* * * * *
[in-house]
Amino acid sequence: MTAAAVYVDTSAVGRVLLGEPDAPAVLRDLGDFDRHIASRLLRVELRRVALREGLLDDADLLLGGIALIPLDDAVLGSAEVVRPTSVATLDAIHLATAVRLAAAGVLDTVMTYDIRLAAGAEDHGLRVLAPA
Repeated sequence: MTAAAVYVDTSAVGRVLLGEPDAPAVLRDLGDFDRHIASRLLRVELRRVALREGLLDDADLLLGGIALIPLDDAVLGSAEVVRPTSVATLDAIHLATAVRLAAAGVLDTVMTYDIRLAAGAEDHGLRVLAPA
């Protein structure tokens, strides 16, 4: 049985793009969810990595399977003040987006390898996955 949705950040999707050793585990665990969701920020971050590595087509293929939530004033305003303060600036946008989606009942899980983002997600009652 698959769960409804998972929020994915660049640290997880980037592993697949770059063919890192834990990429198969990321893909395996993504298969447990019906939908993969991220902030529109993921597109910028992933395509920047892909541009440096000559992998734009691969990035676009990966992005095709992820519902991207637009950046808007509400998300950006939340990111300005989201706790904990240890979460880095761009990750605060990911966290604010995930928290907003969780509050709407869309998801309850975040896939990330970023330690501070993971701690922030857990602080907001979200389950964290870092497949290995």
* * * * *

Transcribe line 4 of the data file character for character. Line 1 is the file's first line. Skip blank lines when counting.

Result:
């Protein structure tokens, strides 16, 4: 049985793009969810990595399977003040987006390898996955 949705950040999707050793585990665990969701920020971050590595087509293929939530004033305003303060600036946008989606009942899980983002997600009652 698959769960409804998972929020994915660049640290997880980037592993697949770059063919890192834990990429198969990321893909395996993504298969447990019906939908993969991220902030529109993921597109910028992933395509920047892909541009440096000559992998734009691969990035676009990966992005095709992820519902991207637009950046808007509400998300950006939340990111300005989201706790904990240890979460880095761009990750605060990911966290604010995930928290907003969780509050709407869309998801309850975040896939990330970023330690501070993971701690922030857990602080907001979200389950964290870092497949290995």